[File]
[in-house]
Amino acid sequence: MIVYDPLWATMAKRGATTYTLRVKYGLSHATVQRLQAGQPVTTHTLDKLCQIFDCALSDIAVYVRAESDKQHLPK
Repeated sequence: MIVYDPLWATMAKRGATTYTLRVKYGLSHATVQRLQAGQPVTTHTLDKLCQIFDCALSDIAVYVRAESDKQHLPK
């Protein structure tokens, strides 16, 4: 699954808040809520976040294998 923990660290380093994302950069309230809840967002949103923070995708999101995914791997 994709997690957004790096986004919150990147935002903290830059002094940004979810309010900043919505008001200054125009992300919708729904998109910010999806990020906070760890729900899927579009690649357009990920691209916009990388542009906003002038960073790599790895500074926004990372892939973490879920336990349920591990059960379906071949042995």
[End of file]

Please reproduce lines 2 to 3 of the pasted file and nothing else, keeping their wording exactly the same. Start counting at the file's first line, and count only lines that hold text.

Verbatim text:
Amino acid sequence: MIVYDPLWATMAKRGATTYTLRVKYGLSHATVQRLQAGQPVTTHTLDKLCQIFDCALSDIAVYVRAESDKQHLPK
Repeated sequence: MIVYDPLWATMAKRGATTYTLRVKYGLSHATVQRLQAGQPVTTHTLDKLCQIFDCALSDIAVYVRAESDKQHLPK